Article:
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Naughty Pet Birds Doing Extreme Fun – Funny Birds Going Crazy – Funniest Parrots Compilation.
Naughty Tame Birds Doing Extreme Fun – Funny Pet Birds Going Crazy – Funniest Parrots Compilation.
Talking birds are birds that can mimic the speech of humans. There is debate within the scientific community over whether some talking parrots also have some cognitive understanding of the language. Birds have varying degrees of talking ability: some, like the corvids, are able to mimic only a few words and phrases, while some budgerigars have been observed to have a vocabulary of almost 2,000 words. The hill myna, a common pet, is well known for its talking ability and its relative, the European starling, is also adept at mimicry. Wild cockatoos in Australia have been reported to have learned human speech by cultural transmission from ex-captive birds that have integrated into the flock.
The earliest reference to a talking bird comes from Ctesias in the 5th century BC. The bird which he called Bittacus, may have been a plum-headed parakeet.
The young of some birds learn to communicate vocally by social learning, imitating their parents, as well as the dominant birds of their flock. Lacking vocal cords, birds are thought to make tones and sounds using throat muscles and membranes – the syrinx in particular. There are likely to be limitations on the sounds that birds can mimic due to differences in anatomical structures, such as their lacking lips. However, it has been suggested that mimicry amongst birds is almost ubiquitous and it is likely that eventually, all species will be shown to be able to have some ability to mimic extra-specific sounds (but not necessarily human speech).
Songbirds and parrots are the two groups of birds able to learn and mimic human speech. However, it has been found that the mynah bird, part of the starling family, can also be conditioned to learn and create human speech. Pet birds can be taught to speak by their owners by mimicking their voice. If then introduced to wild birds, the wild birds may also mimic the new sounds. This phenomenon has been observed in public parks in Sydney, Australia, where wild parrots utter phrases such as “Hello darling!” and “What’s happening?”
Mimicking human speech is not limited to captive birds. Wild Australian magpies, lyrebirds and bowerbirds that interact with humans but remain free can still mimic human speech.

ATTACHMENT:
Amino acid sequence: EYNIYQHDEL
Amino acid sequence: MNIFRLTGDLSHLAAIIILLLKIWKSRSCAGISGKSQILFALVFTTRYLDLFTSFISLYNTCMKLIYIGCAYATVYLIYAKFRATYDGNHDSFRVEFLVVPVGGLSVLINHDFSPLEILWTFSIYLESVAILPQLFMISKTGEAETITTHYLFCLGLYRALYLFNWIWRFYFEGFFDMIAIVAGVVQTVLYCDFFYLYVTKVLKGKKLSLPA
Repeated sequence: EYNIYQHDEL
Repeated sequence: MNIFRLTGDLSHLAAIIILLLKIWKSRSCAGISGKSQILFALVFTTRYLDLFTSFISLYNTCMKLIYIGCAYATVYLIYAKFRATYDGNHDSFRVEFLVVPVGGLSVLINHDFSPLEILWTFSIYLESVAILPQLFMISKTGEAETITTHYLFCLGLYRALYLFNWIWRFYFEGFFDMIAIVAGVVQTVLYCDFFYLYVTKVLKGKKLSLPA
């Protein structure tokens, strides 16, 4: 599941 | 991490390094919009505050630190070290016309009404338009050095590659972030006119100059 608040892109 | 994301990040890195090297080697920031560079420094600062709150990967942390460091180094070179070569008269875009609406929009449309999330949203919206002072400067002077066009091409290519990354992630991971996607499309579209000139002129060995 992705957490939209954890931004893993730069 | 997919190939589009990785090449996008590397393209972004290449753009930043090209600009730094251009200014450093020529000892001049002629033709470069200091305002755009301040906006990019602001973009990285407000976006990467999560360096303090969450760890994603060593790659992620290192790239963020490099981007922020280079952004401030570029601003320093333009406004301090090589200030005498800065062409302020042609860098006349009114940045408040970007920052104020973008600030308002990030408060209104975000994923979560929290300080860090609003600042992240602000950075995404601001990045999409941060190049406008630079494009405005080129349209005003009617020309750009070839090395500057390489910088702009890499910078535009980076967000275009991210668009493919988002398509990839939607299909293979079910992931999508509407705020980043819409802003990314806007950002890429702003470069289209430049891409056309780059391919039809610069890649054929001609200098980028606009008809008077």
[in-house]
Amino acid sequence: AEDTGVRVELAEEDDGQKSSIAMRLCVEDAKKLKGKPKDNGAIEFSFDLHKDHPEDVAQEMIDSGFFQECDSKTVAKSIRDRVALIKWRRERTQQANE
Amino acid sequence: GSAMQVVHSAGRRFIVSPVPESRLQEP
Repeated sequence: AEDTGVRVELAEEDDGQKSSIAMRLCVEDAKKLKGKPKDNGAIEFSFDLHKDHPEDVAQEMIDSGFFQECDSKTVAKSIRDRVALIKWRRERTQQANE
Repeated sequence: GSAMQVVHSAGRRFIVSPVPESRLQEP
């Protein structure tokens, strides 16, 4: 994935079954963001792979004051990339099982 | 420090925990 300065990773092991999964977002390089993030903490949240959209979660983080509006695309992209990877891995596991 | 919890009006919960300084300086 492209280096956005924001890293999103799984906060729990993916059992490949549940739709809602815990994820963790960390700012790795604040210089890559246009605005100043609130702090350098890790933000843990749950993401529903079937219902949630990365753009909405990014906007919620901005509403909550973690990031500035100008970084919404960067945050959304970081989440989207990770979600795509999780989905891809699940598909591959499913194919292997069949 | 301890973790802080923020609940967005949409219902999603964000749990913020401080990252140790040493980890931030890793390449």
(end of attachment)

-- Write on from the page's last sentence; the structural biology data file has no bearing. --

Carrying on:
The eclectus parrot (Eclectus roratus) is a strong talker, although these abilities depend entirely on training from an early age. The Abyssinian lovebird (Agapornis taranta) can talk if trained at an early age; however, they only rarely develop into competent talkers.
Many species of the genus Amazona are talkers, including the yellow-headed amazon (Amazona oratrix), yellow-crowned amazon (Amazona ochrocephala), yellow-naped amazon (Amazona auropalliata), blue-fronted amazon (Amazona aestiva), white-fronted amazon (Amazona albifrons), lilac-crowned amazon (Amazona finschi), orange-winged amazon (Amazona amazonica), Panama amazon (Amazona ochrocephala panamensis) and mealy amazon (Amazona farinosa). They tend to relate sounds to relationships more than the grey parrots, and therefore outperform the grey parrots in more social environments.
The African grey parrots (Psittacus) are particularly noted for their advanced cognitive abilities and their ability to talk. There are two commonly kept species of which the Timneh parrot (Psittacus timneh) tends to learn to speak at a younger age than the Congo parrot (Psittacus erithacus). Pet Congo greys may learn to speak within their first year, but many do not say their first word until 12–18 months old. Timnehs are generally observed to start speaking earlier, some in their late first year.
Australian galahs (Eolophus roseicapilla) can talk, although not as well as some other parrots. Male galahs are reportedly easier to teach than females.
The yellow-crested cockatoo (Cacatua sulphurea) is rated as a fair-to-good talker.
The long-billed corella (Cacatua tenuirostris) is described as being able to talk “very clearly”.
The budgerigar, or common parakeet (Melopsittacus undulatus), is a popular talking-bird species because of their potential for large vocabularies, ease of care and well-socialized demeanor. Between 1954 and 1962, a budgerigar named Sparkie Williams held the record for having the largest vocabulary of a talking bird; at his death, he knew 531 words and 383 sentences. In 1995, a budgerigar named Puck was credited by Guinness World Records as having the largest vocabulary of any bird, at 1,728 words.
The monk parakeet (Myiopsitta monachus), sometimes known as the quaker parakeet, is also a skilled talker.